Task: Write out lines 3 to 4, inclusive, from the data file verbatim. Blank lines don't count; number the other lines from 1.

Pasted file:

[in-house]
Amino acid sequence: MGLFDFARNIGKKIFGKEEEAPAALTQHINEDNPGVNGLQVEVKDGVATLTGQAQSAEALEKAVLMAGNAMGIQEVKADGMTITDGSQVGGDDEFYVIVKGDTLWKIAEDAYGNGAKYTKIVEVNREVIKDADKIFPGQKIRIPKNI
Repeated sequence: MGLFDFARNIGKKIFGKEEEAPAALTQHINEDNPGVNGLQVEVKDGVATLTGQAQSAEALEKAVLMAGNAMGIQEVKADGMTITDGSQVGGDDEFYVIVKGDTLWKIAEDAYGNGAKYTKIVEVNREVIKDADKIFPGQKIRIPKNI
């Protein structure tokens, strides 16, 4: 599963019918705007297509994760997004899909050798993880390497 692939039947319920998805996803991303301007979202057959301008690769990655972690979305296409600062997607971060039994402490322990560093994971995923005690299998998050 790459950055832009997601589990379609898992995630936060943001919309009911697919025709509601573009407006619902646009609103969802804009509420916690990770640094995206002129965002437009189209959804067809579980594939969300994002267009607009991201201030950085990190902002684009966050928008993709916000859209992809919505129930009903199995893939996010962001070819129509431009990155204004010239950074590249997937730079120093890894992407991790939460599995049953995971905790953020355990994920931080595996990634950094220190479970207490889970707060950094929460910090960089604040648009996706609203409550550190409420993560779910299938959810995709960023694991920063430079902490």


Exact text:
Repeated sequence: MGLFDFARNIGKKIFGKEEEAPAALTQHINEDNPGVNGLQVEVKDGVATLTGQAQSAEALEKAVLMAGNAMGIQEVKADGMTITDGSQVGGDDEFYVIVKGDTLWKIAEDAYGNGAKYTKIVEVNREVIKDADKIFPGQKIRIPKNI
């Protein structure tokens, strides 16, 4: 599963019918705007297509994760997004899909050798993880390497 692939039947319920998805996803991303301007979202057959301008690769990655972690979305296409600062997607971060039994402490322990560093994971995923005690299998998050 790459950055832009997601589990379609898992995630936060943001919309009911697919025709509601573009407006619902646009609103969802804009509420916690990770640094995206002129965002437009189209959804067809579980594939969300994002267009607009991201201030950085990190902002684009966050928008993709916000859209992809919505129930009903199995893939996010962001070819129509431009990155204004010239950074590249997937730079120093890894992407991790939460599995049953995971905790953020355990994920931080595996990634950094220190479970207490889970707060950094929460910090960089604040648009996706609203409550550190409420993560779910299938959810995709960023694991920063430079902490």